The Convent of St. Agnes of Bohemia is quite the hidden gem in Prague. Hidden away from the public with just a simple glass door as its entrance, it is easy to miss. In fact, I nearly did miss it.
The patron of the convent was, of course, Agnes of Bohemia, the ninth and last child of King Ottokar I of Bohemia and Constance of Hungary. She was most likely born in 1211 in Prague. The first three years of her life were spent at Prague Castle before being moved to the monastery of the Cistercian Nuns in Trzebnica in Poland until the age of six. This was probably done in preparation of her marriage to a Polish duke but she returned home when he died. The following years were spent at the Premonstratensian monastery in Doksany and she learned to write here. She probably returned to court at the age of 8 to be betrothed to Henry, heir to German Emperor Frederick II and she was then sent to Vienna to the ducal residence at Klosterneuburg. She was known for her piety there. In 1225, her betrothed married another Princess, Margaret of Austria, and so the now 14-year-old Agnes returned home once more.
Agnes spent the next eight years living at Prague Castle with her family, where she would often wake at dawn to attend mass. She still remained a pawn on her father’s chessboard. In 1226, a delegation sent by King Henry III of England showed an interest in her. No agreement was reached and he ended up marrying Eleanor of Provence. Upon the death of her father and the accession of her brother King Wenceslaus I in 1230, the last attempt was made to marry her off. Once again, this came to nothing. Agnes decided to turn to the religious life. The founding of the convent was carefully prepared and was to include a hospital for the poor. The first monastic community was formed by five Italian nuns, later joined by seven girls from aristocratic families. In March or June 1234, Agnes wore the order’s habit in the presence of seven bishops and her family. In August, she was installed as its abbess and the convent was granted the protection of the Pope.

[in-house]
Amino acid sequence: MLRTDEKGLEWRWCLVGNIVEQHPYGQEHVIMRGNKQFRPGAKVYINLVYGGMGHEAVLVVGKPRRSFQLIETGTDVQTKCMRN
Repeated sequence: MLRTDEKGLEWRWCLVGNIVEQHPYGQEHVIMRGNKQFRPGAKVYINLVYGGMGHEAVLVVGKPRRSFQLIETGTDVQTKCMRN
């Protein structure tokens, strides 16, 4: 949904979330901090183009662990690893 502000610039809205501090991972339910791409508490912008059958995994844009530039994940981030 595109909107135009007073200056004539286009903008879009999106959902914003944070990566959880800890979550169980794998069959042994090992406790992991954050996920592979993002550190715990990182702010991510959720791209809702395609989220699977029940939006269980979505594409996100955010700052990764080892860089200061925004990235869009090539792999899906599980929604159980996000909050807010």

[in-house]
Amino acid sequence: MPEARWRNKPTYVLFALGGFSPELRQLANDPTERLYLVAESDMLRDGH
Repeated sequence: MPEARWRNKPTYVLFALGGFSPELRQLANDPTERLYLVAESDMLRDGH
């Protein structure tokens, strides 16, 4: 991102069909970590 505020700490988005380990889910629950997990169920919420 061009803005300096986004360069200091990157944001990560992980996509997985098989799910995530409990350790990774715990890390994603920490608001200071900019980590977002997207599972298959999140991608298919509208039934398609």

Soon, it began to house precious manuscripts and reliquaries donated by her family and the Pope. When her sister-in-law Cunigunde died in 1248, Agnes arranged for her burial in the convent. When her brother died in 1253, he too requested to be buried in the convent. By then, Agnes was a respected figure. In 1277, she took in her great-niece, Cunigunde of Bohemia, the daughter of her brother’s son King Ottokar II. The following year, Agnes had a vision of Ottokar’s death and he indeed died in battle soon after. During the occupation that following, Agnes supported his widow Kunigunda (born of Halych). Agnes fell ill in the spring of 1282 and accepted Corpus Christi on the third Sunday of Lent. She died on 2 March 1282 at the age of 71. Her body was put on display and the general public paid their homage and was allowed to touch her body. She was buried in her own convent, across from her oratory. However, her grave often flooded and the sisters were worried that her body would fall apart. The body was removed, washed with wine and placed in a new wooden coffin. Agnes’s remains disappeared sometimes during the Hussite Wars but her convent was spared destruction.
Soon after her death, there were calls to canonize her but she was not beatified until 1874 with canonisation finally following on 1989.
At the beginning of the 20th century, the compound was gradually renovated and it was opened to the public in the 1980s. Currently, the upper floor of the convent houses the long-term exhibition Medieval Art in Bohemia and Central Europe from the National Gallery.
I really enjoyed my visit to the Convent of St. Agnes of Bohemia, it was by far my favourite place to visit during my short trip to Prague. It is quite a magical place to be and to be able to walk in the footsteps of someone who lived so long ago. They had plenty of information available in English and even had a huge English book about the monastery. The entrance fee of around 10 US dollars is quite reasonable in my opinion.